Here in the US we have the privilege of celebrating Thanksgiving this week. There may be 5 billion things that we could be thankful for at any moment; and truthfully we are probably aware of less than 5. The Christian is to always be aware of and deeply affected by at least one: the gospel of Christ.
The Scriptures teach that every good and perfect gift comes from God (James 1:17). This is a staggering fact. He, the unchanging, ever-perfect, always good God–gives gifts to imperfect, weak, needy people.
Why does he do it? Well, one could rightly say, it is because he has abundance and we are needy. This is true. God needs nothing and we need everything. However, his giving is more than a cold, mechanical, divine donation. God gives because God loves. He loves us. And, his giving is the overflow of his love in sharing himself and his creation with us.
The burdens of people’s hearts are largely concealed from general view. Nevertheless they bulge from their souls like receipts from an overstuffed wallet. Much like receipts, credit cards, and punch-tickets, burdens are accumulated as we walk through the ordinary patterns of life. These are matters of personal, physical, emotional, and spiritual pain. Life hurts. This painful enduring mustn’t be minimized but instead optimized. There is a great Christian opportunity here.
The story of Judas’ betrayal of the Lord Jesus is as familiar as it is troubling. There is nothing worse that he could have done in his life than to betray Jesus. When Jesus says that it would have been better for him not to even be born (Mark 14) we begin to see the significance of the action. It is the ultimate evil act to betray or attack the ultimate good one. The consideration of the whole series of events is flat-out disturbing.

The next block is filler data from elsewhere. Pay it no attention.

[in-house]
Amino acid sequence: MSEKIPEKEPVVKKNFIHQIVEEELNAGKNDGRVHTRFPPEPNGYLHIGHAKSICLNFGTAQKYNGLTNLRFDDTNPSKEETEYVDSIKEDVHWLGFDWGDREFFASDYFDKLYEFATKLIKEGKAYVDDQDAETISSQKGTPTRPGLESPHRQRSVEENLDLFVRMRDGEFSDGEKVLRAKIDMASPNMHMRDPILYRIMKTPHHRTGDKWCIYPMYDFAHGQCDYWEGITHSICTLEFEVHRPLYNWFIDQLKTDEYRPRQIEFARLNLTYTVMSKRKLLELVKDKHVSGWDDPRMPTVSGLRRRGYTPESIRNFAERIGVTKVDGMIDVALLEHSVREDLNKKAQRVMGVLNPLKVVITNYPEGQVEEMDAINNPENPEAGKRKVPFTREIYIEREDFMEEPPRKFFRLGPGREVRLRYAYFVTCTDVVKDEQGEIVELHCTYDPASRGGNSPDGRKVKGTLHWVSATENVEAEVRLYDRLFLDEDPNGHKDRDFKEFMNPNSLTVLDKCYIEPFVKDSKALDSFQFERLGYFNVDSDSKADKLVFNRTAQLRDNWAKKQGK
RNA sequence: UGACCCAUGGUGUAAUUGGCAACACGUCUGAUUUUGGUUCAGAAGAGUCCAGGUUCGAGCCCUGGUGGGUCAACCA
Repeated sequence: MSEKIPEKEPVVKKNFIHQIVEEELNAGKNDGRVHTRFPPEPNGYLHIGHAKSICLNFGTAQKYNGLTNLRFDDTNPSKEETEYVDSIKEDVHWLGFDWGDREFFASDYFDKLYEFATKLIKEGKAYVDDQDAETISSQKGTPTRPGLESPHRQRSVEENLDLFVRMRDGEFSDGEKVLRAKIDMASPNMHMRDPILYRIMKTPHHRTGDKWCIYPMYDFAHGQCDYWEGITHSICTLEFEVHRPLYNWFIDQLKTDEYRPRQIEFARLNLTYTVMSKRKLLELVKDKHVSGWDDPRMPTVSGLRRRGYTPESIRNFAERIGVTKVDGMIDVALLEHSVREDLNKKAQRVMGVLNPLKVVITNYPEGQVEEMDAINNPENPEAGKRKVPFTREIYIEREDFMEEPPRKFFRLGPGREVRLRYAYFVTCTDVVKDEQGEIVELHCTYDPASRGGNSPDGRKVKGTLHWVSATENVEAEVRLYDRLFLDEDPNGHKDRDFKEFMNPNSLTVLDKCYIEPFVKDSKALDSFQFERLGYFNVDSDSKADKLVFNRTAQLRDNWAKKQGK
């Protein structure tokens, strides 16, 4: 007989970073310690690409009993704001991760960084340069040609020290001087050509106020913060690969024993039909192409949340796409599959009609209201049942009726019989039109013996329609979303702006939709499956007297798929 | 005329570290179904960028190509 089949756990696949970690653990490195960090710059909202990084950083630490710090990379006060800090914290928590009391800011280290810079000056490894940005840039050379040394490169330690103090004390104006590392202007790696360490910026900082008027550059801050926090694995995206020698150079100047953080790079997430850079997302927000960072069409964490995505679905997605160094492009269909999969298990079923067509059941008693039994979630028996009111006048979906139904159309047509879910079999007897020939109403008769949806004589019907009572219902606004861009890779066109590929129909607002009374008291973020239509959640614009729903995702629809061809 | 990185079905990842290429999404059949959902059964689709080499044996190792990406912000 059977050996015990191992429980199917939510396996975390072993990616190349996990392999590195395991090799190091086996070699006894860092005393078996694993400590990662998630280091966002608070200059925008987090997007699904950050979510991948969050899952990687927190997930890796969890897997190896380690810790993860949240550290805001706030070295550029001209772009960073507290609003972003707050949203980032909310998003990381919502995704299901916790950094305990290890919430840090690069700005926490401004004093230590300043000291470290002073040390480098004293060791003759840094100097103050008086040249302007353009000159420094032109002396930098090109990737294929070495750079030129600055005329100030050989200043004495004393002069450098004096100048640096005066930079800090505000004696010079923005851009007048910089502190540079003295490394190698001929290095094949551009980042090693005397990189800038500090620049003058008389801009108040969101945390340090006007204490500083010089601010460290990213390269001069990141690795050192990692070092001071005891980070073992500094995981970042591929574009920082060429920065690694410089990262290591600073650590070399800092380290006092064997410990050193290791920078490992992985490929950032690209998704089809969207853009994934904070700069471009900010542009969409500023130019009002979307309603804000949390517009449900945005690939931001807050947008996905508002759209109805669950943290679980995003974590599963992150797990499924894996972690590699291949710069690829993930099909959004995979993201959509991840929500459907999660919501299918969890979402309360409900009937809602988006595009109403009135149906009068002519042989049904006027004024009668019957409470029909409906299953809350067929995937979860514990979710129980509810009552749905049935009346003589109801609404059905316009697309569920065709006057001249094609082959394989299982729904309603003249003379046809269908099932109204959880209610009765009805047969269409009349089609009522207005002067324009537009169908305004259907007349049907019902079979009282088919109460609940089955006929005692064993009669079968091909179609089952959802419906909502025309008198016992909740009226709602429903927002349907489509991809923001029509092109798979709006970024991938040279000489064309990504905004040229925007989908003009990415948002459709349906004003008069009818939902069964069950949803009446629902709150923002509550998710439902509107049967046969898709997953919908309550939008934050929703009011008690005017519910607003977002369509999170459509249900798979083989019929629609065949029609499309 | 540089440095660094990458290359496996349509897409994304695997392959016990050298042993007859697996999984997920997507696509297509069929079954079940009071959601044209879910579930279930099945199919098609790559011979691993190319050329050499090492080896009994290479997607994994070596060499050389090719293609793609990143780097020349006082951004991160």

One particular unsettling note to Judas’ departure from the Passover table is the timing. As Jesus was unpacking the various Christological and eschatological significance of the Passover meal Judas got up and left.
However, we know that just a short time before, perhaps after the first cup of wine, early in the Passover feast, our Lord washed his disciples feet (John 13).
The disciples were bickering about their greatness while Jesus was showcasing his greatness. Greatness always serves. It wears the apron (Mark 10.45; 1 Peter 5.5-6).
This serving, this washing of the feet included all of the disciples, even Judas.
Every man desires to be considered a “good man”. If God has given a man 75 years of life and he looks back at it, nothing would give him more joy than to know that it wasn’t in vain. Further, the church is in desperate need of good men. The reason of course is that good men honor God and multiply themselves. Good men make more good men.
But, what do they look like?
A lot of times people flatter themselves and think that they can contain sin, pride in particular. They think that rather than sin mastering them they can master it. This type of thinking demonstrates a disaster waiting to happen.
Pride is not something to be handled. It is not for you. It opposes and destroys.
There was a disturbing story here in the Omaha area. A 34 year-old man used to walk up and down his neighborhood and show off his 6′ boa constrictor to neighbors. He often would let the snake wrap around the children and slide on their trampolines. He liked to show off his snake.